The first encounter between President Xi Jinping and Barack Obama since the latter's re-election as US president and Xi's elevation to power comes months earlier than had been expected. The informal summit, free from all the formality of protocol at the Californian resort of Sunnylands, will have a far-reaching impact because, in Xi's words, "the current China-US relationship is at a critical juncture".
China's steady rise is posing unprecedented challenges to bilateral ties. Last December, an American intelligence report said China would surpass the US as the world's largest economy by 2030. Recently, the Organisation for Economic Co-operation and Development even predicted it would occur by 2016.
China's arrival doesn't mean the US will bow out, at least not for the next 100 years or so. But Beijing's expanding global clout has brought forth conflicts of interest with Washington. Consequently, despite deepening interdependence, suspicion has also been growing, as can be seen by the fact that the hawks on both sides now rant much louder to an applauding audience. The next decade will be a risky period for US-China relations.
At this critical moment, a perplexing question will be hanging over the Sunnylands summit: will the US accept a rising China, or, put another way, will China rise in a way that is acceptable to the US? The answer lies in how deeply the two can trust each other.
The top priority of the summit must therefore be to eliminate or defuse the spreading mistrust, and ensure that bilateral relations don't get caught in a downward spiral. Obama and Xi have to reduce the discord, and guide the two nations to overcome their differences, thus ensuring the continuation of peaceful co-operation.
In fact, since Xi first met Obama in Washington in February last year, China and the US have been in close consultation on an array of issues, with the North Korean crisis at the fore. With Xi in office, Beijing and Washington have worked together in the face of the most blatant threats by Pyongyang since the end of the Korean war.
The successful first round of co-operation laid the groundwork for the summit and for even closer ties between the two countries. At Sunnylands, the two leaders will call for denuclearisation of the Korean peninsula, while trying to stop Pyongyang carrying out a fourth nuclear test.
A topic of pressing urgency is cyber-security. The US has been accusing China, especially its military, of cyberspying and cybertheft of its intellectual property, which Beijing has vehemently denied. Now Washington and Beijing have decided to tackle this thorny issue by holding regular, high-level meetings beginning next month, aimed at setting standards for behaviour on cybersecurity. The issue has become entwined with other vital areas and is deserving of attention from the top leaders to seek a satisfactory solution.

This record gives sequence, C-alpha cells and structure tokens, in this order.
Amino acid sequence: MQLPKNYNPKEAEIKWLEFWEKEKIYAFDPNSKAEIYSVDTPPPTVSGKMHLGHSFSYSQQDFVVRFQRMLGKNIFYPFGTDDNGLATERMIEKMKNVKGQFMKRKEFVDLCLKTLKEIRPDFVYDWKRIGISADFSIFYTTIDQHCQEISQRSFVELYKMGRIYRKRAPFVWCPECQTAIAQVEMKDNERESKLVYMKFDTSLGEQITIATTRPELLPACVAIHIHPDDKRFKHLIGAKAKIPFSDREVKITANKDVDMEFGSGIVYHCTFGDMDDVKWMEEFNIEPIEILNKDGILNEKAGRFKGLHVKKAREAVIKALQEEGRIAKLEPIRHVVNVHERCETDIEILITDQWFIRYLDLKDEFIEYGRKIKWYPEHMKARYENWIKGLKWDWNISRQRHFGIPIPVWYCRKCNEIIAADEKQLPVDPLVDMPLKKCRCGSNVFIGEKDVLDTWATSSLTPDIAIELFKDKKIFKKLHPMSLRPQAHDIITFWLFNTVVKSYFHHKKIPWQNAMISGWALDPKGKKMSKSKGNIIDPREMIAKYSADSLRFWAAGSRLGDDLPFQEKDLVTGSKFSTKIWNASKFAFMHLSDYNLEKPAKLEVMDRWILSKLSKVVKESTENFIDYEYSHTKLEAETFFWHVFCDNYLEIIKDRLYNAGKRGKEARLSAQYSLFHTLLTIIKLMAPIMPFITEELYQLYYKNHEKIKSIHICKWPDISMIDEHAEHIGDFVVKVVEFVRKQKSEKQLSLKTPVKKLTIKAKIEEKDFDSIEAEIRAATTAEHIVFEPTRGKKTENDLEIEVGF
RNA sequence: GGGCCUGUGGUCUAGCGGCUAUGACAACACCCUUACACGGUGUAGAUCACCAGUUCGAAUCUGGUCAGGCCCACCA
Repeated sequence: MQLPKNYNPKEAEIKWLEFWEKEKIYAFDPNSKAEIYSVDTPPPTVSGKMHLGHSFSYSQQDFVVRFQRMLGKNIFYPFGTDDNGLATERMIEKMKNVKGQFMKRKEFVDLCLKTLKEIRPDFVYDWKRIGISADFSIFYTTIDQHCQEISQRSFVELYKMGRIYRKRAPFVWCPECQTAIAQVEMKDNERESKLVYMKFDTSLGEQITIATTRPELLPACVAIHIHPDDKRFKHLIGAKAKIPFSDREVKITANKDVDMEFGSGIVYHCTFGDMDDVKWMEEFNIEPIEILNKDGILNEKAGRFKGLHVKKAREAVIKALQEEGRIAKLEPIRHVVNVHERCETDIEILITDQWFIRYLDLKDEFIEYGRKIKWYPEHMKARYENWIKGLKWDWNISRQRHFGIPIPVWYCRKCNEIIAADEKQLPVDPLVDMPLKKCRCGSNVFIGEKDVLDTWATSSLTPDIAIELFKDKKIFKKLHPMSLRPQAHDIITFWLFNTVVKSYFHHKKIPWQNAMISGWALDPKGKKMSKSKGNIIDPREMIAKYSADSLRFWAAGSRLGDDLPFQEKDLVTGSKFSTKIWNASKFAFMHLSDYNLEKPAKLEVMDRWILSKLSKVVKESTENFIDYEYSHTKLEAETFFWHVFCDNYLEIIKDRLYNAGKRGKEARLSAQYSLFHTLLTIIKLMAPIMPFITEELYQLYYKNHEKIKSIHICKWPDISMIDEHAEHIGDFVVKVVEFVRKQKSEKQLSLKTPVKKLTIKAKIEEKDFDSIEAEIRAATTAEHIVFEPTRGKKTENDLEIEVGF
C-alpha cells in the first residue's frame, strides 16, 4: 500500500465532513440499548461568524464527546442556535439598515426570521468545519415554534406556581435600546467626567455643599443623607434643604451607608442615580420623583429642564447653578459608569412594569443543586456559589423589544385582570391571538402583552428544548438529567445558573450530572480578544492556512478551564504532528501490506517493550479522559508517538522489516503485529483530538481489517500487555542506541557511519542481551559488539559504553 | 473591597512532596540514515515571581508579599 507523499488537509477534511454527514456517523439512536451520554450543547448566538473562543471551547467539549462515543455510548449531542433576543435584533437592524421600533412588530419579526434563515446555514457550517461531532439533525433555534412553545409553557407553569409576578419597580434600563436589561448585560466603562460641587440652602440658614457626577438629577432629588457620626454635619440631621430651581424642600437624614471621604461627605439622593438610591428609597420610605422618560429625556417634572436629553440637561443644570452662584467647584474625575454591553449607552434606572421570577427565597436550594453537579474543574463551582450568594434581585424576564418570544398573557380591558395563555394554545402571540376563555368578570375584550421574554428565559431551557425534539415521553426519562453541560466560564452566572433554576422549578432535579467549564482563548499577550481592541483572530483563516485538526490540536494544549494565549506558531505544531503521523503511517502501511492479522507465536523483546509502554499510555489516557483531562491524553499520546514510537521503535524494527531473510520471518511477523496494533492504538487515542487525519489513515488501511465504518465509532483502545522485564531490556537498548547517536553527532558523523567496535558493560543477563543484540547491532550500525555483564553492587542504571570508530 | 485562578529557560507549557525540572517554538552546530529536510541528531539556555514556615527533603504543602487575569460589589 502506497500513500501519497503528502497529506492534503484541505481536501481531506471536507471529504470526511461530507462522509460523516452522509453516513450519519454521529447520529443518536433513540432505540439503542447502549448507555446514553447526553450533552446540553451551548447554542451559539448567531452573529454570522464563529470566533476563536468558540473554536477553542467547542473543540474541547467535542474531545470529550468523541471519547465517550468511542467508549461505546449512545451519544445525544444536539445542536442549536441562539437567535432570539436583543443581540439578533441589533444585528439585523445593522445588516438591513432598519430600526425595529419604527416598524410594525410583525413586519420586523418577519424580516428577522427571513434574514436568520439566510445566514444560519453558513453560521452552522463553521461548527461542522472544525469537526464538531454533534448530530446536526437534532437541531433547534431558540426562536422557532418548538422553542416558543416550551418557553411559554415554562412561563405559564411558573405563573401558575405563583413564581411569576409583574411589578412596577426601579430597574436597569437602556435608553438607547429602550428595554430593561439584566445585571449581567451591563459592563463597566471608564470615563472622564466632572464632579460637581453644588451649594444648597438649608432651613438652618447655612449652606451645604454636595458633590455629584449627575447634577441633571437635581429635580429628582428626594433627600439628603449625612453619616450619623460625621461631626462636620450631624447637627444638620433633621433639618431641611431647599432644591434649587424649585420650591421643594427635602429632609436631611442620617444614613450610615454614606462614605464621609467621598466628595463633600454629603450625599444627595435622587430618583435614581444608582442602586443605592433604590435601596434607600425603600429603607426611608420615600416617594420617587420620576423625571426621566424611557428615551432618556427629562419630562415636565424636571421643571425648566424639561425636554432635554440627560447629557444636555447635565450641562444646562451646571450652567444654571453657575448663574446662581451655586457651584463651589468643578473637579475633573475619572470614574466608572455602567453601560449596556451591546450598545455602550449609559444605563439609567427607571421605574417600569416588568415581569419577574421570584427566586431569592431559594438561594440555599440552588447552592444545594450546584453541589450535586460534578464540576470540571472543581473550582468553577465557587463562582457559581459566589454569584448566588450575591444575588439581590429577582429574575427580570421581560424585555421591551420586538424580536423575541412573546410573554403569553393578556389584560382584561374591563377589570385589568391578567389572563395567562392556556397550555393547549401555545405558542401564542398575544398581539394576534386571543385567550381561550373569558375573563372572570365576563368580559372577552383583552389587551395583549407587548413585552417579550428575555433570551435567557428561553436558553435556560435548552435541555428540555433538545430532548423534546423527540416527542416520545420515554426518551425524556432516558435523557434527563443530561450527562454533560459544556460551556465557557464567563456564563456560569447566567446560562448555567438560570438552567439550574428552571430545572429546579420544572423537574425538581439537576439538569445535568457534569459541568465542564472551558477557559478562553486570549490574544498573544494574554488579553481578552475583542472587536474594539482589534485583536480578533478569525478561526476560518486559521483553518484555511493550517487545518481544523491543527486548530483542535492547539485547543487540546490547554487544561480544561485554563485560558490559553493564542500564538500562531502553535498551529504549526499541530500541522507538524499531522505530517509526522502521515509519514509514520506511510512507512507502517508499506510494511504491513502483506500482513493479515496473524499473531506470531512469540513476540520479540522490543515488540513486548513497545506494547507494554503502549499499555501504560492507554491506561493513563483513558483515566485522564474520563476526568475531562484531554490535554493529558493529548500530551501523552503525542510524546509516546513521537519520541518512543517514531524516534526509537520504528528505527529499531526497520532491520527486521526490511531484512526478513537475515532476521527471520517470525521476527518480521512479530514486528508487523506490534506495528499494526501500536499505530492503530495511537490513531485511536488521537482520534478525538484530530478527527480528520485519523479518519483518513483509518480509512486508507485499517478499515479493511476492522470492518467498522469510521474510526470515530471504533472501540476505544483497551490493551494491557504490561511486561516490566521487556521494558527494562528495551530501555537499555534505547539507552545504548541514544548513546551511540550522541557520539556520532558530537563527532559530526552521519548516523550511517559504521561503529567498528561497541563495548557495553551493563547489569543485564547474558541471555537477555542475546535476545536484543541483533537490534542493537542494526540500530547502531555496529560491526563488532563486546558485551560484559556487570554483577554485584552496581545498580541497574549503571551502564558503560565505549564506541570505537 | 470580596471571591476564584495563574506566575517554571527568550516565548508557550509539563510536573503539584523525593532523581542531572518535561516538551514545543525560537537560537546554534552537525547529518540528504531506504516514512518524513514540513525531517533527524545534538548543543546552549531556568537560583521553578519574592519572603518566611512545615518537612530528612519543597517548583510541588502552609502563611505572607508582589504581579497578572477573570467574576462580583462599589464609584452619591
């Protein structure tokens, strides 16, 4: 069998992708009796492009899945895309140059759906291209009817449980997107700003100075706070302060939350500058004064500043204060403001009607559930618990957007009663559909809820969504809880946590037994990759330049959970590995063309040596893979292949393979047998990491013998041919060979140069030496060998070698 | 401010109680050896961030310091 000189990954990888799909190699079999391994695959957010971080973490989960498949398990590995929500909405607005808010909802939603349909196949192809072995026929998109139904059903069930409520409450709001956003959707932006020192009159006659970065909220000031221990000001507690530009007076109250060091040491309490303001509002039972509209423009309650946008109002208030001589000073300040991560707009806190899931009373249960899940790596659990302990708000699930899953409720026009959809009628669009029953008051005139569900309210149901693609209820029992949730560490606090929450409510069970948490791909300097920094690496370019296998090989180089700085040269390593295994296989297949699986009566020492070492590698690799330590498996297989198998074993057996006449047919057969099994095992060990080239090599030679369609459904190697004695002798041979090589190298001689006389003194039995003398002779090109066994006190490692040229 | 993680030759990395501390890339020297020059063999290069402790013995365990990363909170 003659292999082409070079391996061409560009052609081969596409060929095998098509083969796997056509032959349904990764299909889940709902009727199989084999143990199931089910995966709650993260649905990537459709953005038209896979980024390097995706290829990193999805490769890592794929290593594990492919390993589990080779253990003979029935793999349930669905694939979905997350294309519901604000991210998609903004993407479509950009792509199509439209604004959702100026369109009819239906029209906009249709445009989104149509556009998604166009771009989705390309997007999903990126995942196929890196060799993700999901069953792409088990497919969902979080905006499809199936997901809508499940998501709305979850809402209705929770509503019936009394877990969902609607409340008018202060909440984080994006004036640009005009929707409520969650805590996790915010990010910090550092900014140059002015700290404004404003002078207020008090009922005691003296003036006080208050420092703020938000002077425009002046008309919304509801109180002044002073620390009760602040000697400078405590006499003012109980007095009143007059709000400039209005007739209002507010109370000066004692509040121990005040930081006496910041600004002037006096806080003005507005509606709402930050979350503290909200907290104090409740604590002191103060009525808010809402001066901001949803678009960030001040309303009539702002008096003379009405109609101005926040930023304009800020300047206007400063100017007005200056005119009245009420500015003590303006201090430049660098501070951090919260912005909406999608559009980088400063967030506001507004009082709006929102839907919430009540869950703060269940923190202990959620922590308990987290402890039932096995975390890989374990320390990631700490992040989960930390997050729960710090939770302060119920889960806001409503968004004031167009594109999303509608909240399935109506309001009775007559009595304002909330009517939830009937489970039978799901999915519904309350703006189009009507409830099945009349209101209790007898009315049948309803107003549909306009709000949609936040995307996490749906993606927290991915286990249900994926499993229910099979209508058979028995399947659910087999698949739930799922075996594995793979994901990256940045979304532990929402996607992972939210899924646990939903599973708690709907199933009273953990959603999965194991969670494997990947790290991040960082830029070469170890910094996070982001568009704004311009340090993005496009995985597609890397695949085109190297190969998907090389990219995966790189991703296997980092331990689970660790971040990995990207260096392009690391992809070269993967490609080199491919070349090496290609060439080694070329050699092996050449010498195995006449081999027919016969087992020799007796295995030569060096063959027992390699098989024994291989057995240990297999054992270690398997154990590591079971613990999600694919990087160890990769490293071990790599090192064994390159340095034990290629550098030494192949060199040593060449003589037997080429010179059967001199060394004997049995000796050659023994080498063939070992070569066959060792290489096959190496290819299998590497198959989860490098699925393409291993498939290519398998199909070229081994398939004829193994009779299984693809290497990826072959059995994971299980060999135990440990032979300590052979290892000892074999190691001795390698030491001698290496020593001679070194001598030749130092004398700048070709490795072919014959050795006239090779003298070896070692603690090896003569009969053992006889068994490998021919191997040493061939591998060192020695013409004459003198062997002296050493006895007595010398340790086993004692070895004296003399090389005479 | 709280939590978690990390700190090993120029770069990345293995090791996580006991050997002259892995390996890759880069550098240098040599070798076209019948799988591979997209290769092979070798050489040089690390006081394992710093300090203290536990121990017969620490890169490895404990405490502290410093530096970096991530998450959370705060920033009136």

Nothing reveals a country's true heart better than its military posture. For Obama and Xi, the toughest item on their agenda is probably military relations and the situation in the East and South China seas. In China's mind, its increased naval presence in the area is a way to enforce legitimate territorial rights which have been sacrificed for too long. But from an American perspective, Chinese activities are intimidating its allies and friends in the region, challenging the credibility of US alliance commitments.
While US-China military communications have been eminently robust this year, both sides are maintaining a heightened vigilance on one another. Last weekend, US Defence Secretary Chuck Hagel reaffirmed in Singapore that Washington will devote more military power to the Asia-Pacific region with a strategic rebalance, or pivot, which Beijing sees as a US effort at containment.
Meanwhile, the Chinese navy has started operating within America's exclusive economic zone, "reciprocating" the US navy's activities off China's coast. Obama and Xi will have to figure out clear ways in which the two militaries can deepen trust, prevent any misjudgments and avoid long-term strategic rivalry.
The Sunnylands talks are also likely to touch on economic concerns. Along with old trade disputes, each side now wants the other to open its domestic markets, with the Chinese complaining of US protectionist measures, some of which fall under the banner of safeguarding national security.
A two-day tête-à-tête may not yield solutions to problems across the board. But the format itself reveals that the two presidents clearly see a bright outlook for relations, and are confident of dealing with any thorny disputes down the road.
They will undoubtedly discuss how to advance the bilateral "co-operative partnership" initiated by Obama and then president Hu Jintao in 2011 while outlining a strategy to invigorate relations.
In a globalised world, co-operation has to be more beneficial than confrontation for the world's two largest economies. Thus, people all over the world can expect the messages from Sunnylands to be promising and sunny.
Yun Tang is a commentator in Washington. firstname.lastname@example.org